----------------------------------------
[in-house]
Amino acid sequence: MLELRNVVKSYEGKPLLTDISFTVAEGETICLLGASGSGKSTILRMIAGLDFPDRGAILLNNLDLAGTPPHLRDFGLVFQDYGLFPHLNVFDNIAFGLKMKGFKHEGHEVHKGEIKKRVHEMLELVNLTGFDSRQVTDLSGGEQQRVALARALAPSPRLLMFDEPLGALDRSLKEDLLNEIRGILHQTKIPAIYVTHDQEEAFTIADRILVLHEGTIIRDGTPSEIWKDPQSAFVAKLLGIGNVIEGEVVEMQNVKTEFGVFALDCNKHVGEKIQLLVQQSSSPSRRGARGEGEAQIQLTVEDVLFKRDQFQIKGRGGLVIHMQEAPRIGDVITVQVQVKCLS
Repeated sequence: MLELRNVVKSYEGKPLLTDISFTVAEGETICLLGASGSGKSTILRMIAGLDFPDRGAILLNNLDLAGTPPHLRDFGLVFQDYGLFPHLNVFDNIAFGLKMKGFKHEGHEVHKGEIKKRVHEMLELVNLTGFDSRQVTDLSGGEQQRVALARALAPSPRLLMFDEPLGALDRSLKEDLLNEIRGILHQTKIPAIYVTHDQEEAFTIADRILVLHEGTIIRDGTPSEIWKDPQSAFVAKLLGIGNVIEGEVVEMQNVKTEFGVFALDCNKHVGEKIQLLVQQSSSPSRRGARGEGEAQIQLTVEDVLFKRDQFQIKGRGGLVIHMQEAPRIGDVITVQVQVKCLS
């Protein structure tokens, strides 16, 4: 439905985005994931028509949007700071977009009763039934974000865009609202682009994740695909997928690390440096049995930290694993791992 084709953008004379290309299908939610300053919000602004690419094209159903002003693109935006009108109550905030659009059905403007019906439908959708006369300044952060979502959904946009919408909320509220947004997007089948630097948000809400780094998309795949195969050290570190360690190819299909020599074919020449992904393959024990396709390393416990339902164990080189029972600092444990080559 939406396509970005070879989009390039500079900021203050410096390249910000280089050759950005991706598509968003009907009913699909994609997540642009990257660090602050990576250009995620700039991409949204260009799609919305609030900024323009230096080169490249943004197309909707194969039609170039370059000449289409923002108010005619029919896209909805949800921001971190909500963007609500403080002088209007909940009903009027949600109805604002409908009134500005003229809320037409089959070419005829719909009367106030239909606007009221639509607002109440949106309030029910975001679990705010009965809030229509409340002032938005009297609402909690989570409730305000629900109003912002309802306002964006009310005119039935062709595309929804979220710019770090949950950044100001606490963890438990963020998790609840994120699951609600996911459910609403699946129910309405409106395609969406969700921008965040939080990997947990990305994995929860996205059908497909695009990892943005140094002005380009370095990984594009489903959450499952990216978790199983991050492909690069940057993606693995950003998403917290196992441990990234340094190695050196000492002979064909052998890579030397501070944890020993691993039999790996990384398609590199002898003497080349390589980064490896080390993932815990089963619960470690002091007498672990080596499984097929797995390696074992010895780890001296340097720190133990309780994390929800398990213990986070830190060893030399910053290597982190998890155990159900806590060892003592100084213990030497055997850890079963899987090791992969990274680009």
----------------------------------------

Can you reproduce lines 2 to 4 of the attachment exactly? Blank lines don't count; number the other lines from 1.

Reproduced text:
Amino acid sequence: MLELRNVVKSYEGKPLLTDISFTVAEGETICLLGASGSGKSTILRMIAGLDFPDRGAILLNNLDLAGTPPHLRDFGLVFQDYGLFPHLNVFDNIAFGLKMKGFKHEGHEVHKGEIKKRVHEMLELVNLTGFDSRQVTDLSGGEQQRVALARALAPSPRLLMFDEPLGALDRSLKEDLLNEIRGILHQTKIPAIYVTHDQEEAFTIADRILVLHEGTIIRDGTPSEIWKDPQSAFVAKLLGIGNVIEGEVVEMQNVKTEFGVFALDCNKHVGEKIQLLVQQSSSPSRRGARGEGEAQIQLTVEDVLFKRDQFQIKGRGGLVIHMQEAPRIGDVITVQVQVKCLS
Repeated sequence: MLELRNVVKSYEGKPLLTDISFTVAEGETICLLGASGSGKSTILRMIAGLDFPDRGAILLNNLDLAGTPPHLRDFGLVFQDYGLFPHLNVFDNIAFGLKMKGFKHEGHEVHKGEIKKRVHEMLELVNLTGFDSRQVTDLSGGEQQRVALARALAPSPRLLMFDEPLGALDRSLKEDLLNEIRGILHQTKIPAIYVTHDQEEAFTIADRILVLHEGTIIRDGTPSEIWKDPQSAFVAKLLGIGNVIEGEVVEMQNVKTEFGVFALDCNKHVGEKIQLLVQQSSSPSRRGARGEGEAQIQLTVEDVLFKRDQFQIKGRGGLVIHMQEAPRIGDVITVQVQVKCLS
């Protein structure tokens, strides 16, 4: 439905985005994931028509949007700071977009009763039934974000865009609202682009994740695909997928690390440096049995930290694993791992 084709953008004379290309299908939610300053919000602004690419094209159903002003693109935006009108109550905030659009059905403007019906439908959708006369300044952060979502959904946009919408909320509220947004997007089948630097948000809400780094998309795949195969050290570190360690190819299909020599074919020449992904393959024990396709390393416990339902164990080189029972600092444990080559 939406396509970005070879989009390039500079900021203050410096390249910000280089050759950005991706598509968003009907009913699909994609997540642009990257660090602050990576250009995620700039991409949204260009799609919305609030900024323009230096080169490249943004197309909707194969039609170039370059000449289409923002108010005619029919896209909805949800921001971190909500963007609500403080002088209007909940009903009027949600109805604002409908009134500005003229809320037409089959070419005829719909009367106030239909606007009221639509607002109440949106309030029910975001679990705010009965809030229509409340002032938005009297609402909690989570409730305000629900109003912002309802306002964006009310005119039935062709595309929804979220710019770090949950950044100001606490963890438990963020998790609840994120699951609600996911459910609403699946129910309405409106395609969406969700921008965040939080990997947990990305994995929860996205059908497909695009990892943005140094002005380009370095990984594009489903959450499952990216978790199983991050492909690069940057993606693995950003998403917290196992441990990234340094190695050196000492002979064909052998890579030397501070944890020993691993039999790996990384398609590199002898003497080349390589980064490896080390993932815990089963619960470690002091007498672990080596499984097929797995390696074992010895780890001296340097720190133990309780994390929800398990213990986070830190060893030399910053290597982190998890155990159900806590060892003592100084213990030497055997850890079963899987090791992969990274680009």